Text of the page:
I’ve decided to post a thread on the process of cleaning a carburetor and what’s needed in order to do it properly. There are some members that are new to this and are not very versed in doing so. I want to help and feel this might explain things better. I would hope this helps you along. We all have our own little tricks of the trade so I’m sharing my process on how i break a carburetor down, clean, reassemble and adjust it to peak performance. I welcome any other members input on this topic. List of things I use: Safety glasses !!! Rags. I like to use old white Tee shirts or I buy and always have a few white pillow cases from the dollar store on hand. The cheap ones. I like to use a frisbee turned upside down like a bowl to keep the liquids to a minimum on spillage to the work bench. A set of cleaning picks and brushes or a piece of bicycle break cable, I separate the strands and use them to clean out the tiny holes in the jets. (Pic attached) A can of gum out carburetor cleaner with the small red tube that attaches to the spray tip. (Pic attached) A can of compressed air, the kind used to clean out keyboards on computers. It also has the small red tube that attaches to the spray tip. Or a compressor if you have one with a blow out tip. (Pic attached) A piece of clean hose that I can connect to the fuel line port on the carburetor to test the float operation. About 10 inches long. A few Q tips. The process: I like to put the pillow case down on the work bench and spread it out flat. This really helps in being able to keep track of parts. Especially because it’s white. I use the frisbee because it’s small enough to keep parts contained and durable enough to deal with the chemicals and any gas that will come out of the carburetor while opening it up. It’s important to make sure you keep track of where everything came off and where the screws and parts all go back. I like to start at the bottom and pull the bowl off. I immediately spray the inside of the bowl down with carb cleaner until its about half way full and set it aside. Then I take the float out and check it for any fluid inside. If it’s a white color float you can hold a flashlight under it and see through it for any fluid inside. If it black just shake it up and listen for fluid inside. No fluid inside is a good thing ! When the float comes out the fill valve needle will come with it. I take that needle and put it in the carburetor bowl that I filled with carburetor cleaner. This way it soaks for a bit. I do the same thing with the jets also once they are unscrewed and out toss them into the bowl to soak. Take the air/fuel mixture screw out and soak that as well. Side note: the air/fuel screw should have a screw, spring, washer and o ring. After all the jets and parts are out and soaking I like to take the carburetor cleaner, use the small red tube and stick it in all the little holes/ports on the carburetor and spray. I do this while it’s in the frisbee. This way there is no mess. I look to see where the spray pressure comes out on the other side of that port. Once this is all done I start running my brushes and cleaning tips gently through all of the holes/ports and spraying it again with the carb cleaner. After I feel I’ve seen a clear flow of fluid through all the openings I spray them with the can of air the exact way I did with the carburetor cleaner. This will blow out any left over junk that’s still in the carburetor. Check the choke operation is working properly and spray it clean. Most choke devices are easily cleaned up so hit it and move on since they are mechanical and it’s just a matter of freeing them up, spraying with cleaner and lube. There are multiple types of chokes but many of them for the most part are mechanically operated. Once this is completed I wipe the entire carburetor down good and blow it clean and set aside. I then start working on the jets one by one. Start by running the cleaning tips and brushes through all the tiny holes making sure they are all clean. Hit it with the carburetor cleaner and then air. I hold a flashlight to it when it’s done so I can make sure all of the holes are clear. I set all the jets aside on the work area. Do the same thing for the float needle and air/fuel screw. Now once this is all complete you can set the frisbee aside and start to reassemble the carburetor on the clean white surface. I start by running a Q tip in where the fill needle sits into the carburetor. Some carbs have a small o ring that needs to be clean for proper seating of the fill needle. Carefully reinstall the jets where they came from and do not strip or over tighten the jets and use the proper size screwdrivers when removing and reinstalling the jets. Reinstall the air/fuel mixture screw and set it to what’s called out in the manual for that bike. Install the float and fill needle assembly. Now in order to test that float I like to take that piece of hose I mentioned and connect it to where the fuel line gets connected to the carburetor. I then turn the carburetor over to the upright position and blow into the hose. You should hear air coming out of the bottom of the carburetor. While blowing, lift the float up and the air should stop. Let it go and the float should fall down opening the fill valve and you should hear air again. The air should stop about 3/4 way up when raising that float while your blowing air into it. If so then your good to go. If not make an adjustment Set the carburetor down, take the bowl and empty it. Clean it out and scrape/wipe any old junk inside and blow it out good. There is a screw on the outside of the bottom of the bowl. Remove it and clean it out and reinstall. Turn the carburetor over and reinstall the bowl. Tighten the screws in a crisscross pattern so the bowl seats evenly. I like to put the hose on one more time and do a float test to make sure it’s opening and closing properly. All you have to do is blow into the hose and run the carburetor upside down to see if the air stops. Reinstall the carb and you should be good to go! All pics of the items I use are attached below. If you understand this great. If not ask away! Don’t be shy and don’t cut corners. You will only wind up pulling the carburetor off of the bike for the third and forth time before you get it right. The last thing to be discussed is dialing in the air/fuel screw when your finally put back together and running. This is a relatively easy task. Again I hope this helps! Frank.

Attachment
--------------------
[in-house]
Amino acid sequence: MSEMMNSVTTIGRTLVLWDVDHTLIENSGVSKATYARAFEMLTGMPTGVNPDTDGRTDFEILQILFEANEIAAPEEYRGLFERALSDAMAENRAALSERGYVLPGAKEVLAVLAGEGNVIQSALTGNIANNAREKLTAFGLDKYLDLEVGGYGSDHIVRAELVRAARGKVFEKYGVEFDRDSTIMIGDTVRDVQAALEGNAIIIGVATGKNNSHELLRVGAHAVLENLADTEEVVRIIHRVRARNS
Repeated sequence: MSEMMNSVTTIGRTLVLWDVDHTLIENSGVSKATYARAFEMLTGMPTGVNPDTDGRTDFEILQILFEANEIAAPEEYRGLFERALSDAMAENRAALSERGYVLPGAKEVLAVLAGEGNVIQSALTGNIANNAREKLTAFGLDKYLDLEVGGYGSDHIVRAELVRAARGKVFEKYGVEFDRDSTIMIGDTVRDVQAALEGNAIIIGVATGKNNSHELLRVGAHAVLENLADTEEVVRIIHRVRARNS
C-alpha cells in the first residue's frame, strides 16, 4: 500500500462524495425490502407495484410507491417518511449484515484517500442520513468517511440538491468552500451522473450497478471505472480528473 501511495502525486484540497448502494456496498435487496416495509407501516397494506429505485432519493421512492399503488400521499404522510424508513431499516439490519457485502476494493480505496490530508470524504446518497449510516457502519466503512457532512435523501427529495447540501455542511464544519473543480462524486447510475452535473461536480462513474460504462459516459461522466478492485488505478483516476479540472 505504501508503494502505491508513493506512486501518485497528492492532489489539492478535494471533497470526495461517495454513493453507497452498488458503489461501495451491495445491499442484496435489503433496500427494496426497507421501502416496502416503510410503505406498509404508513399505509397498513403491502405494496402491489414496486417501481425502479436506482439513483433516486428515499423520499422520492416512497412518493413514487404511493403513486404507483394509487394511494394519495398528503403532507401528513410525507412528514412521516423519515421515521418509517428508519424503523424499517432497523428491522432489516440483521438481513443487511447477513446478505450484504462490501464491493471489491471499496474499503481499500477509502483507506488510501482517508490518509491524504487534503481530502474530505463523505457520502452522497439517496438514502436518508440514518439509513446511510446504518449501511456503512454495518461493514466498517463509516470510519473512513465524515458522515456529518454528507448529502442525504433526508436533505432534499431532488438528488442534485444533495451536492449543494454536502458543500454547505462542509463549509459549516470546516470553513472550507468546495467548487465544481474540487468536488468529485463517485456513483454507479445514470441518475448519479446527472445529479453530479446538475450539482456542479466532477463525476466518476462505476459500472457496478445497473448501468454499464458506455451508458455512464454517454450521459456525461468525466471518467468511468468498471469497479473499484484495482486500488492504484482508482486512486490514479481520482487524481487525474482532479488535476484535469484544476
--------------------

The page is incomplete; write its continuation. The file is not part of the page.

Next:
For some of us that live in the northern states with brutal winters, spring often means warmer weather and the ability to run a garden hose without the fear of water freezing up. For everyone in more warmer climates or those in the southern states that have never even seen snow, you may already be using your garden hose or power washer all year long 😁! So in the spirit of Spring and Spring Cleaning, we decided to take a look at what products exist out there specifically for ATV cleaning, washing off the mud, and general care. ATV bodies are plastic in most cases, and it's important not to use abrasive chemicals or hard brushes, so you don't scuff up the plastic...let the trail riding do that for you, you won't get a shortage of scratches from all the trees and branches if you're riding in the woods! For those of you that like to do some ATV mud'ing, you've probably already adopted a routine for cleaning your ATV after mud-bogging a bit and may have a favorite product you already use. Some even use basic soap and water or a basic car wash. Hey, if it works for you great!